If you buy CBD oil online, or if you’ve ever done any general browsing for CBD products, you’ve likely come across the expression “third party testing.” But what does this mean, exactly? Are CBD manufacturers required to have their products tested before they can market and distribute them?
Not exactly, as it turns out. But that doesn’t mean that companies still don’t have an incentive to do it.
In this article, we talk about what third party testing is. We also discuss how reliable it is to separate quality cannabis products from products of questionable quality. And of course, we’ll discuss some things that you as a buyer should be looking out for, as well as what the whole process of lab testing means for you as a consumer.
First Things First: What is Independent Third Party Testing?
The goal behind independent third party lab testing is to have a neutral, unbiased source examine a company’s cannabis products. This is important in today’s market, as the non-regulated state of cannabis more or less allows manufacturers to slap labels on their products and then market and sell them however they please. (In case you were unaware, there are currently few FDA regulations on the CBD industry).
However, in terms of the cannabis industry federal regulation has always been a bit of a double-edged sword. On the one hand, most manufacturers don’t want the government dipping their hand into revenue and profits. They also don’t want someone telling them what they can and cannot sell, market, distribute, etc.
On the other hand, quality manufacturers know that an industry without rules and regulations quickly becomes overrun. Scams, false advertising, and out-and-out lies will quickly take their place in the market. Naturally, this makes it hard for consumers to make a smart purchases or receive quality, reliable information.
Fortunately, this is where the beauty of transparency comes in. Like cream rising to the top of a macchiato, honest companies with quality products will (hopefully) always overcome the competition and rise to the top. This is third-party testing accomplishes. Companies that are manufacturing good, quality products are not afraid to have an outside source verify it for them.
Does the FDA Really Not Regulate The CBD Industry at All?
In all honesty, this is kind of a hazy subject. The bottom line is that no, the Food and Drug Administration does not maintain any regulation or oversight into the CBD industry.
That said, one of the inherent purposes of the FDA is to make sure the public is not exposed to dangerous or questionable health products. This includes natural medications like cannabis. It’s currently illegal for CBD to be called a “dietary supplement.” Past that, the FDA is still in the process of developing a regulatory framework for the CBD and cannabis industries.
If Third Party Testing Isn’t Mandatory, then Why Do Companies Do it?
Analytical laboratory equipment like HPLC’s (high-performance liquid chromatographs) are not cheap. Nor is the labor and expertise that comes with knowing how to use them. Taking this into consideration, why do CBD companies willingly spend thousands of dollars (out of their own pockets) to obtain a “third-party tested” label?
It ultimately comes down to transparency. With cannabis products (and CBD oil in particular) becoming more and more popular by the day, it’s becoming increasingly crucial for companies to establish a reliable and reputable name within the industry. People know what quality CBD oil can do in terms of chronic pain relief, anxiety and depression relief, insomnia relief, etc. So they are certainly not going to spend their hard-earned money on an expensive brand that’s not even transparent enough to have their products laboratory tested.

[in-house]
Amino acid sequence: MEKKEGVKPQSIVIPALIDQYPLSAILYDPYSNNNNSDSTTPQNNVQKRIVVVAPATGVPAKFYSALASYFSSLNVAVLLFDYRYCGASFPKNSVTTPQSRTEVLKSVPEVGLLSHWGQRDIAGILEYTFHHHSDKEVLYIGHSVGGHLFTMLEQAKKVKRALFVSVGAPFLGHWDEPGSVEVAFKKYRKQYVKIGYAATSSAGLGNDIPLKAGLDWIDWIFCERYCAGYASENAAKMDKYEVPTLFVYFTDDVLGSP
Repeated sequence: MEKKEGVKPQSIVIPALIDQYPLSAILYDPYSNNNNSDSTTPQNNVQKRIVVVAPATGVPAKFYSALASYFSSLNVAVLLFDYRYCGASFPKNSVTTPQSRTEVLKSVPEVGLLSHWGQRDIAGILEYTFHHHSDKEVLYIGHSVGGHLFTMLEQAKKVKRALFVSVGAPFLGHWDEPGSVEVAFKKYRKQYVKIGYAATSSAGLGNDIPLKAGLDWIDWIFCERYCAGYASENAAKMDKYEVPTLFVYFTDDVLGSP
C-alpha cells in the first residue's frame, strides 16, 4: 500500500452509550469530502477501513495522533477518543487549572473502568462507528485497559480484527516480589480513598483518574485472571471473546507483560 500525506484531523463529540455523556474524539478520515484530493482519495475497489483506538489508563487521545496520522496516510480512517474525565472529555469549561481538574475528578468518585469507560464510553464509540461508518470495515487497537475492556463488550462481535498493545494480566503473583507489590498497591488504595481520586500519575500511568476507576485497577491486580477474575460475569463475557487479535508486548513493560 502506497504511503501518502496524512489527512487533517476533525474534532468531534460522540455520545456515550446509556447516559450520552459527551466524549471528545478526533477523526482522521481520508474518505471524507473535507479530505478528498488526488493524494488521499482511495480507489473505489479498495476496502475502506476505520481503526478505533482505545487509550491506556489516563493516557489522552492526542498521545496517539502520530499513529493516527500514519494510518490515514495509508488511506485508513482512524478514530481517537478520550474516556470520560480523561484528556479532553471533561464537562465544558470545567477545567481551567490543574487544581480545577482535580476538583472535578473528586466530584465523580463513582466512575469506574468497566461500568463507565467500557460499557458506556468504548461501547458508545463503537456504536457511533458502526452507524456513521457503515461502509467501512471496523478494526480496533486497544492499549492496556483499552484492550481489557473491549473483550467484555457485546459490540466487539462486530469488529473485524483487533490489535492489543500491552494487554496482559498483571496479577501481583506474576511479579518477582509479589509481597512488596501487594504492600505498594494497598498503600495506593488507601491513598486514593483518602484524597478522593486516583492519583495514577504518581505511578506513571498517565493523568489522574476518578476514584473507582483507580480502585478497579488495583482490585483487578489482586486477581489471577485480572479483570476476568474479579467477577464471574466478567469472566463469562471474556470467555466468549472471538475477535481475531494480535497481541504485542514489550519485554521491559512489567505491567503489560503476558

In short, it is within a CBD company’s best interest to have their products third-party tested. This is despite the high cost. The average consumer nowadays can tell pretty quickly whether a brand is legit. They also can tell whether a company is selling something short of what’s being advertised. When they see that “third-party” label, they know they’re dealing with the former rather than the latter.
What about Cannabinoid and Terpene Profiles?
Another reason companies spend money on laboratory testing is to obtain cannabinoid and terpene profiles for each of their strains. If you’ve ever been to a marijuana dispensary, you’ve probably seen cannabinoid or terpene profiles. In most cases, cannabinoid profiles are visible on the outside of the bottle for quick reference. Or at least they should be if it’s a quality dispensary.
For example, you might buy a Sour Diesel strain that has a cannabinoid profile of 22% THC and 1% CBD. Or you might buy a full-spectrum CBD oil that contains 28% CBD and 2% THC. Without third party testing, customers would have no way of knowing what’s in the product they’re buying.
With more and more information coming out all the time about certain cannabis profiles being better for specific medical conditions (such as high CBD strains for anxiety relief), it’s all the more important that sellers accurately verify what’s in each particular strain.
Final Thoughts: Third-Party Laboratory Testing for CBD Products
The last thing you need to be spending your hard-earned money on is a CBD product that doesn’t contain any CBD. And given the current unregulated state of the industry, this is an all too easy mistake to make.
Thus, it’s becoming increasingly important as a consumer to look for oils, edibles, and other CBD products that have been lab tested by an unbiased, outside source. Shop wisely, look for reliable, reputable brands with good consumer feedback, and never underestimate the importance of third-party quality tested products.
Here are some brands that use Third-Party Testing: